Yes, it IS indeed a Glorious holiday for celebrating our Independence! Although we now love Britain, it was not always so, and many nations around the world are envious of all our Freedoms. As an Engraver at the U.S. Mint IN Philadelphia I had the privilege to work on some ommemorative coinage for both the Bicentennial of our Constitution, and later, for the Bill of Rights, plus others, too. Folks, you do not know the true meaning of those documents until you have lived in Philadelphia and been able to almost "see" the Founding Fathers who framed them and spliced them together, as they hurried to and from the Statehouse of Pennsylvania, better known as Independence Hall. It is said that the later Bill of Rights was written in NYC, but our Constitution was written by Thomas Jefferson and ratified at Independence Hall in Philadlphia. There you can visit some of the actual places that the Founding Fathers actually frequented, hear the exact same marching tunes that they heard - played by modern day school kids dressed in Early American uniforms, playing their fifes and drums. It is a very uplifting feeling, I can tell you! (Those musician-kids were so enthusiastic they seemed to never notice the near-100 degree mixture of humidity and heat!)
We mint Engravers always studied our subjects before making the first sketch for new coinage, so we all six got a good refresher course in American History - and as for me personally, I got daily reminders of Philly's significance, as I passed the Betsy Ross house both mornings and afternoons, going to and from work. From the break-room at the mint we could plainly see the cupola atop Independence Hall - and Ben Franklin's grave lay directly across Arch Street - about 100 feet from that same window. My apartment building was at the corner of Arch and Front streets - the latter leading straight south past the former site of the Philadelphia Slave Market, to the site of Tun Tavern, where the U.S. Marine Corps was founded in November of 1775. Unchanged 18th Century Elfreth's Alley was one block from my building's front door - famous for being lined with Colonial "Trinity" houses of three stories: representing Father, Son and Holy Ghost.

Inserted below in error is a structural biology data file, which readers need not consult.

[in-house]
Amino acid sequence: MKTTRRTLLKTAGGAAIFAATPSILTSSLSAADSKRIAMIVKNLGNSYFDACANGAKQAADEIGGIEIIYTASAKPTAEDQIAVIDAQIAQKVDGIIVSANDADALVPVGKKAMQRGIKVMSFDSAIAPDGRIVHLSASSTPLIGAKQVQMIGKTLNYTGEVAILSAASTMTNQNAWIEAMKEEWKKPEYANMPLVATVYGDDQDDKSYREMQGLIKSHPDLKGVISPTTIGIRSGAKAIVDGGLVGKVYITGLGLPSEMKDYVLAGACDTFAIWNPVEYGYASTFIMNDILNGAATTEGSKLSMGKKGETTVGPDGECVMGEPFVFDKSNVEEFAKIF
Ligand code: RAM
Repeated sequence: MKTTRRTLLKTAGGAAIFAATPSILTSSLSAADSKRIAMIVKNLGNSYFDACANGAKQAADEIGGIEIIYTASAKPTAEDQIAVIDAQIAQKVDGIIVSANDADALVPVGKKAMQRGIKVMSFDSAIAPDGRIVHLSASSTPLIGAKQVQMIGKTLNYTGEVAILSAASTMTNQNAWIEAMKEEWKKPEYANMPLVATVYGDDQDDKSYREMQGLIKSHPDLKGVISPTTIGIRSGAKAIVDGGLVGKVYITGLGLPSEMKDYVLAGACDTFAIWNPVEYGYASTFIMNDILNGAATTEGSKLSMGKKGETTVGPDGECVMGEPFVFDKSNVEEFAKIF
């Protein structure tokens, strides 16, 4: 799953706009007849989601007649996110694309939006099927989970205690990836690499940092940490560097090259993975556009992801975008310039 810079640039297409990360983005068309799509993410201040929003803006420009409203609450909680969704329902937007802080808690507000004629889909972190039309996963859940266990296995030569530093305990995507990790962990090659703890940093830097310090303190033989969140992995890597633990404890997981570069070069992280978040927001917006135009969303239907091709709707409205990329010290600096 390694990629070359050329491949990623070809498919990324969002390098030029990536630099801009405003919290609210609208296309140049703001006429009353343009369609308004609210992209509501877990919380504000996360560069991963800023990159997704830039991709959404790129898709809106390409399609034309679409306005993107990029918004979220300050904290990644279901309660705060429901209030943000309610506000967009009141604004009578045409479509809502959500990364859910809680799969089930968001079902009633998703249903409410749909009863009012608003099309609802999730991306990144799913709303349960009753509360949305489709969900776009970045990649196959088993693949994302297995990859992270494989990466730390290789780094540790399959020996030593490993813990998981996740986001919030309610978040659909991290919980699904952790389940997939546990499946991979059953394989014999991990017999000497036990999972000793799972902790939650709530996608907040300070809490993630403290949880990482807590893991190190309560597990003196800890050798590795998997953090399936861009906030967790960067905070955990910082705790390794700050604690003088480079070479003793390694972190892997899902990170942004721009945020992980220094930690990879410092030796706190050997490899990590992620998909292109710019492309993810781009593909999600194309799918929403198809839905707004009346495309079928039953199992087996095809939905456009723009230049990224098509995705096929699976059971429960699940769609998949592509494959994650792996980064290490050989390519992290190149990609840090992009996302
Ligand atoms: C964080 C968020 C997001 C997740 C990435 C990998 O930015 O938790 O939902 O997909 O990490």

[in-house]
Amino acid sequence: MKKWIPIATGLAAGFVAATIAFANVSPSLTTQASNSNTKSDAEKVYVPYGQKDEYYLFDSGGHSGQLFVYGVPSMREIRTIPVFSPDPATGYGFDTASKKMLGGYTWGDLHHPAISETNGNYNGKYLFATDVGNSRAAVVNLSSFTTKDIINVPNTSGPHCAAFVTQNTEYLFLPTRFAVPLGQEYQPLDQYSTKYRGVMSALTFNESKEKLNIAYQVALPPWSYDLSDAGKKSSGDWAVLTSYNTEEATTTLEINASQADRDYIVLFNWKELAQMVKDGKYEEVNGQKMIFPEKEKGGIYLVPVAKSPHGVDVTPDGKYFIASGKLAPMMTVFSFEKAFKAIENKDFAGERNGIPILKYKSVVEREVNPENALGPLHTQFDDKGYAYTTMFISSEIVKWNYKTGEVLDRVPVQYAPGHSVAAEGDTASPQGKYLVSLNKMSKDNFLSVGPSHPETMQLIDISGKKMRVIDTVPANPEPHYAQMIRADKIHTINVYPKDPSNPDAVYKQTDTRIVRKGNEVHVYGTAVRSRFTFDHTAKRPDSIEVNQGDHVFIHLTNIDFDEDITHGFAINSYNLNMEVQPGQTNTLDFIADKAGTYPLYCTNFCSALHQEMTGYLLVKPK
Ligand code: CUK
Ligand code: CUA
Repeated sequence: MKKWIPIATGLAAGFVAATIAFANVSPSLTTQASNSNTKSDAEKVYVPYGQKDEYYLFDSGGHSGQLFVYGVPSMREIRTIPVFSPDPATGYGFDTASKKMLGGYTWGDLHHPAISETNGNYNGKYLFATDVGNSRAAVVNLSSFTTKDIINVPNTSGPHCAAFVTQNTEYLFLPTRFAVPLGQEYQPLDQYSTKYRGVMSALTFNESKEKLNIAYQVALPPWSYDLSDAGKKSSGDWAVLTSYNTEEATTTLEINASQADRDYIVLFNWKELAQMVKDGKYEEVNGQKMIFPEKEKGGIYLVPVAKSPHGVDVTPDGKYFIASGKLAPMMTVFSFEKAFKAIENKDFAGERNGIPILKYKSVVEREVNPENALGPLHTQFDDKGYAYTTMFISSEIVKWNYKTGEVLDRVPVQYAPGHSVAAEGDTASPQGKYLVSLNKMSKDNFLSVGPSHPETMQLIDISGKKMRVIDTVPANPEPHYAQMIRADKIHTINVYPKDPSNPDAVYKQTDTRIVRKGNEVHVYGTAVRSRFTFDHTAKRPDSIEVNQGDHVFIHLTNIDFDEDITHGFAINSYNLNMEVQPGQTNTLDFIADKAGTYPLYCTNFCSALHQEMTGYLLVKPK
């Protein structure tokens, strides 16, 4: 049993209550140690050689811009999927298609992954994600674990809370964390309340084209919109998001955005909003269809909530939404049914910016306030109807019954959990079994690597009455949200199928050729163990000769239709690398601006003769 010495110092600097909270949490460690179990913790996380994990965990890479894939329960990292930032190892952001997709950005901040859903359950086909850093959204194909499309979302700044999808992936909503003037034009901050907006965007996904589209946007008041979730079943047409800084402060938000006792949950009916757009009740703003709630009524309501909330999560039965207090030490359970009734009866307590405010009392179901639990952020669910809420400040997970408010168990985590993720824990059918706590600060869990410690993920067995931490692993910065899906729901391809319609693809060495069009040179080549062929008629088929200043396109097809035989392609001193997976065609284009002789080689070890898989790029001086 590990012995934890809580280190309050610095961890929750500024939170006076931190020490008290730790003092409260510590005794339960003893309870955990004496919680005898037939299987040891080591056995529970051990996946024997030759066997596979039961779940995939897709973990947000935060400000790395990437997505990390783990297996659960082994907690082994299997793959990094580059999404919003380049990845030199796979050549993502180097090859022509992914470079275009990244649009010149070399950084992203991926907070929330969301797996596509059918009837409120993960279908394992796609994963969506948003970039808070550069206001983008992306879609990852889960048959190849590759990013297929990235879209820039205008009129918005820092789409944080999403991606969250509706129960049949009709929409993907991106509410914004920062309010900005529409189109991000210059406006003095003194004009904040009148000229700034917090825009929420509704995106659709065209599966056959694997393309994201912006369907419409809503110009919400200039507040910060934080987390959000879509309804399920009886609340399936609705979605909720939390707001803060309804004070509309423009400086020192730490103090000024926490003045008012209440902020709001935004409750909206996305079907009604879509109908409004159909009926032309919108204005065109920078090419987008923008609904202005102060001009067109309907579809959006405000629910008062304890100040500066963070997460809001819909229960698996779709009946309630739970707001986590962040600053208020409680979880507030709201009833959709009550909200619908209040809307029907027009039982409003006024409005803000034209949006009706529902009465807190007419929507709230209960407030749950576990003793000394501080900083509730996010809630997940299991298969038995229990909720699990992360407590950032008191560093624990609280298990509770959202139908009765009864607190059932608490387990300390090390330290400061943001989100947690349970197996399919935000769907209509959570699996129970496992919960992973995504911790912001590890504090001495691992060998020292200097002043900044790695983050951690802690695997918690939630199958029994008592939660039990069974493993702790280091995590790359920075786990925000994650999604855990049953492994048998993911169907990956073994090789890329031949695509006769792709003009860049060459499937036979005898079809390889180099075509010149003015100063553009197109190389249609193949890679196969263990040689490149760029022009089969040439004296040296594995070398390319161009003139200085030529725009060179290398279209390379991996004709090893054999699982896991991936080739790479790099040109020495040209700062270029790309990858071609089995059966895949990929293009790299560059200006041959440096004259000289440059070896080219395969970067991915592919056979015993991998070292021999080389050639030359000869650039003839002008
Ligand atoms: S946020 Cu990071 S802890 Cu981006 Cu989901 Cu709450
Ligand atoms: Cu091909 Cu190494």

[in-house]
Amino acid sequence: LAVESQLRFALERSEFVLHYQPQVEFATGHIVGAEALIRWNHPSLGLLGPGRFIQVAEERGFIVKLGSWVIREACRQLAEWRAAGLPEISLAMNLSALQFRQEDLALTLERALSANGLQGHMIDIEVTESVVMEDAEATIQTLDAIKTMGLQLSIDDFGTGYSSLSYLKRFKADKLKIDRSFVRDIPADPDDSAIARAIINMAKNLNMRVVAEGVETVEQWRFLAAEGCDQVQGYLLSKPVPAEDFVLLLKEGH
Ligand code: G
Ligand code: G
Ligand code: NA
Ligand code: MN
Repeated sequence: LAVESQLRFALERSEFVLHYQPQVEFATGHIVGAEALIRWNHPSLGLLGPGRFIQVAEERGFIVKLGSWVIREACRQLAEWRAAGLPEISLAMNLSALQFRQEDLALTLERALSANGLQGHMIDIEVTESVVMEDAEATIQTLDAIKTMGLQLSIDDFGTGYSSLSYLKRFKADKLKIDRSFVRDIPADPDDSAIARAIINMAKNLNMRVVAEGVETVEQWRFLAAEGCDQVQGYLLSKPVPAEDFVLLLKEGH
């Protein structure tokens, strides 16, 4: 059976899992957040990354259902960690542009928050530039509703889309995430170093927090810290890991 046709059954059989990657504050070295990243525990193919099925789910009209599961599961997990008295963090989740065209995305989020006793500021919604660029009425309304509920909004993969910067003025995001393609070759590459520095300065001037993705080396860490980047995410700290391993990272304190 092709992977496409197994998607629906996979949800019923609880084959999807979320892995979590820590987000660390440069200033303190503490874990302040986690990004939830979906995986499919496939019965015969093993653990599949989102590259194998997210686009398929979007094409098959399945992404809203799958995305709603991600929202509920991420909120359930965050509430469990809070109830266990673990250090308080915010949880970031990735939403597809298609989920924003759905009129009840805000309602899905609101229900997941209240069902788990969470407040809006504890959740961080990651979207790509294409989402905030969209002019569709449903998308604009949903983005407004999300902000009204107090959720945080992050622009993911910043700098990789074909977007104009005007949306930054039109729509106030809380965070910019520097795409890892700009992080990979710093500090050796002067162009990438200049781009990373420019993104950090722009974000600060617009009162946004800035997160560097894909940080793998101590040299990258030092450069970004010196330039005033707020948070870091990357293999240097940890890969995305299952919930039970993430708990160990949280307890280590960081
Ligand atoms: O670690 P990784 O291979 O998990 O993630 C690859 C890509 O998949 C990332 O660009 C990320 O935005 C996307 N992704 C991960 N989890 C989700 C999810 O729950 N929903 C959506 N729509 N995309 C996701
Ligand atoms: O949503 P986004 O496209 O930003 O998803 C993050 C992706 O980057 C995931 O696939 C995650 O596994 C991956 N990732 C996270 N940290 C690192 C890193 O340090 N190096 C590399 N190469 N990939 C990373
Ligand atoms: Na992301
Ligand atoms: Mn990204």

But I did not grow up in Philly! I am a product of Chattanooga, Tennessee, and my closest ties to Philadelphia were previously our wonderful next-door neighbors of the early 1940's, Jack and Grace Metague. They lived next door during the early War Years. Although not old by any means, they were childless - though deperately wanting children. Possibly to compensate for their inability to have children of their own, they had come to Chattanooga with two young men they knew from Philadelphia. Mr. Metague was a salesman of printer's ink, and had numerous customers in Chattanooga. They immediately fell in love with our city and bought a motor boat to use on the then-new Chickamauga Lake. They named it the "Ducky Mate" - a name which has always intrigued me, and which I can never forget. The two young men - neither of them related to the other - or to Metagues - were also very friendly with me, a 7 or 8 year old. I remember the older one performing magic tricks for me, and I think they called him Stanley. The other boy was Jimmy Knecht (pronounced "Connect"). WWII was breaking out about that time and both of them went away - forever. Metagues never heard from either one again. Stanley may have joined the Navy, but Jimmy was drafted into the Army. I was devastated at their departure - just as I was when Metagues announced that they were returning to their roots, and fine house, in Philly. Once back home, they continued to write and send me stuff - like a small parchment copy of the U.S. Constitution - still a popular gift there. My mother and I got to see Jack and Grace once, years later - about 1953, and I talked with them by phone from my apartment in Philadelphia about 1986. No finer neighbors ever existed, and their memories of Chattanooga and the old neighborhood here were accurate and clear over 40 years later.
Yes, I grew up in Chattanooga, the son of a postman father and a former office-manager mother. Mom never worked a day during my entire life, as she had had to give up a good job during the Great Depression, when men were still seen as the Head of the Family. Preferential employment privileges were granted to men as being "bread-winners".